Steven Solomon and David Kaye
Steven Solomon is Principal Legal Officer at the World Health Organization in Geneva, Switzerland. Prior to joining WHO, Steven served as deputy legal counselor at the United States Mission to United Nations Organizations in Geneva, negotiating a wide variety of human rights and humanitarian law instruments. He was an attorney with the State Department for several years before that, a leading participant in negotiations related to anti-personnel landmines, the protection of cultural property during armed conflict and the International Criminal Court. After law school and a stint in private practice, he was a lawyer for the Arms Contral and Disarmament Agency. He also worked on Capitol Hill. Steven has written widely on matters pertaining to the law of war.
David Kaye is the Executive Director of the UCLA School of Law International Human Rights Program. He teaches International Human Rights and directs an International Human Rights Clinic. For more than a decade, David Kaye served as an international lawyer with the U.S. State Department, responsible for issues as varied as human rights, international humanitarian law, the use of force, international organizations, international litigation and claims, nuclear nonproliferation, sanctions law and policy, and U.S. foreign relations law. He was a legal adviser to the American Embassy in The Hague, where he worked with the international criminal tribunals and acted as counsel to the United States in several cases before the International Court of Justice and the Iran-U.S. Claims Tribunal. From 1999 to 2002 he was the principal staff attorney on humanitarian law, handling issues such as the application of the law to detainees in Guantanamo Bay and serving on several U.S. delegations to international negotiations and conferences. The State Department honored him with four of its prestigious Superior Honor Awards.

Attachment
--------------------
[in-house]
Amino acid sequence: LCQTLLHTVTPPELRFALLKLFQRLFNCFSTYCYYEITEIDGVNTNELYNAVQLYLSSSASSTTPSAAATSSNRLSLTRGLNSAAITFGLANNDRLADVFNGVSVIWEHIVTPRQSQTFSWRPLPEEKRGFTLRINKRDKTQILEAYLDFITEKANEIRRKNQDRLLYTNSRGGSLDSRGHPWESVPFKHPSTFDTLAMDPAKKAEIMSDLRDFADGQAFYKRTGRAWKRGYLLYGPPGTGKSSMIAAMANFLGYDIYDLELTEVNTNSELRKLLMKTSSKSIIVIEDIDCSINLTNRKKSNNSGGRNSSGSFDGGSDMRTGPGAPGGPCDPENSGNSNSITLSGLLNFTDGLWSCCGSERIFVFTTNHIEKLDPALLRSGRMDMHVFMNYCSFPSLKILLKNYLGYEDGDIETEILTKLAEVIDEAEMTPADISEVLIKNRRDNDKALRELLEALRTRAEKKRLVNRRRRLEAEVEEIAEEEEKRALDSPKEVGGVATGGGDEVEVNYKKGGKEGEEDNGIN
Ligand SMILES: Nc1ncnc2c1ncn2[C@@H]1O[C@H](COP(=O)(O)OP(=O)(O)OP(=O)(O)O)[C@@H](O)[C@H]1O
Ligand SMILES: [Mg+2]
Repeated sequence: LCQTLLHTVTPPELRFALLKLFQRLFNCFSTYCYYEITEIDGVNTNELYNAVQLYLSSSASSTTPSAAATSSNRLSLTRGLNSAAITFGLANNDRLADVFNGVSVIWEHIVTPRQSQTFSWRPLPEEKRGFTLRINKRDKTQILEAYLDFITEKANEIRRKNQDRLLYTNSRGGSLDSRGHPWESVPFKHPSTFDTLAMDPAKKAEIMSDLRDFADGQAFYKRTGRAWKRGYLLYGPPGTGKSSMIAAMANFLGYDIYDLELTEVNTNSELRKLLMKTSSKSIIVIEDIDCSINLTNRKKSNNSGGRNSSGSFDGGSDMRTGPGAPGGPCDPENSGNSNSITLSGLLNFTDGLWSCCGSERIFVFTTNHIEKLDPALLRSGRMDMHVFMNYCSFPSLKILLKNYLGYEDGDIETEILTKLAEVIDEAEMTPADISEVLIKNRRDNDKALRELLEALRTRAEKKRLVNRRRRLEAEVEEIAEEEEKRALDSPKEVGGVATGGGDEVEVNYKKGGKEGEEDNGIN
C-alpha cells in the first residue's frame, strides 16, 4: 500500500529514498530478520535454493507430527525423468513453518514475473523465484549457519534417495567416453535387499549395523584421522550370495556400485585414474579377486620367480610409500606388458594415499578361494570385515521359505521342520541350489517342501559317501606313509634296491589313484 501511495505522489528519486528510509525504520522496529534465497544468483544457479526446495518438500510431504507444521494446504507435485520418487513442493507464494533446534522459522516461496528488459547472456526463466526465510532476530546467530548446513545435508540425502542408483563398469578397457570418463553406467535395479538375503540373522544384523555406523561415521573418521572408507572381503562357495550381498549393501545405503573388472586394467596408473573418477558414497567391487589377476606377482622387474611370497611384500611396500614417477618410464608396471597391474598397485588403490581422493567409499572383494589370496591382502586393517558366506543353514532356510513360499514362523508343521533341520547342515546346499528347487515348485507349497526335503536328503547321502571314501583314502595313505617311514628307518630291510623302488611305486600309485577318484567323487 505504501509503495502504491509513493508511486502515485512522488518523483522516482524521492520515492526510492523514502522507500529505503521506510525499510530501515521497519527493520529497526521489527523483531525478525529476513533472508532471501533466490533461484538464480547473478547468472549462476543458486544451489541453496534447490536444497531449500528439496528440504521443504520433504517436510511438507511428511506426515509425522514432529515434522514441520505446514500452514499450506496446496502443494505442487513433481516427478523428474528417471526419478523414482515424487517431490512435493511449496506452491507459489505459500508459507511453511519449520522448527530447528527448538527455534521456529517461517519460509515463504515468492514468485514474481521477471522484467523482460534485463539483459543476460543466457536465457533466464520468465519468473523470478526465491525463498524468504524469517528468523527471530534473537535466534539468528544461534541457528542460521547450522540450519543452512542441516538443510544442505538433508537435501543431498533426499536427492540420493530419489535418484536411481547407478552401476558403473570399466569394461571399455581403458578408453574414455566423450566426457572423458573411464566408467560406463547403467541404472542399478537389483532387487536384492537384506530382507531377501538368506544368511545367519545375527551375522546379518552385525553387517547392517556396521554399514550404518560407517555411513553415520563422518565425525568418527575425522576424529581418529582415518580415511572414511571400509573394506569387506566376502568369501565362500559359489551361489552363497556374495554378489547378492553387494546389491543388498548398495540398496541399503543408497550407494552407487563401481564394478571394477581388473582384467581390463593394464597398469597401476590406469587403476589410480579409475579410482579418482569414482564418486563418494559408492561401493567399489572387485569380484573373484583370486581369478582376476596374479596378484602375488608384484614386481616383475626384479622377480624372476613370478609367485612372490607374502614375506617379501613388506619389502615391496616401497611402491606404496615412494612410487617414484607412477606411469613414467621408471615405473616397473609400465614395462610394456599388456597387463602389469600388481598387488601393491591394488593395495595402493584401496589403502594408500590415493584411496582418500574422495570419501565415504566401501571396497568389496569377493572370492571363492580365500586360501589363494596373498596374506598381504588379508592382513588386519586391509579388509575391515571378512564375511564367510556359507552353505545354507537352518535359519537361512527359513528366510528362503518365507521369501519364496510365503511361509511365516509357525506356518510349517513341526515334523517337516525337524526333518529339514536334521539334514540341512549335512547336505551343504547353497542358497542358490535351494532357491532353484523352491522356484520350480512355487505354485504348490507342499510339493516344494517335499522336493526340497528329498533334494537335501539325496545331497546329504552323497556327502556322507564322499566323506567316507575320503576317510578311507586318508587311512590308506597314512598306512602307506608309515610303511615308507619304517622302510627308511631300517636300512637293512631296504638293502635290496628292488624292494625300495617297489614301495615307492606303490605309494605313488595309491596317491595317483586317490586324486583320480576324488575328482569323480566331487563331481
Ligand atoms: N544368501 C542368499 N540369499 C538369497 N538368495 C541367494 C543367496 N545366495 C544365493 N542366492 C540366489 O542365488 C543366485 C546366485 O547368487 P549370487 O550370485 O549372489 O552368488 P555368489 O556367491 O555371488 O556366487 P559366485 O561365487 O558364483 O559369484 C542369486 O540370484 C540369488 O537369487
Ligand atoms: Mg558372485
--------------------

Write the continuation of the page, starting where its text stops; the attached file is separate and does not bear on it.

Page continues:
David has taught courses in international law and human rights at Georgetown University and Whittier Law School. He has also written numerous articles and book chapters in the area of international human rights, and has published essays and op-eds in such publications as The New York Times, The Los Angeles Times, International Herald Tribune, Foreign Policy, Middle East Insight and The San Francisco Chronicle.
Before law school, David did freelance writing from the former Soviet Union, examining the impact on minority communities of the dissolution of the USSR and the independence of the states of Central Asia. During the first Gulf War, he worked in Washington with a leading Middle East think tank.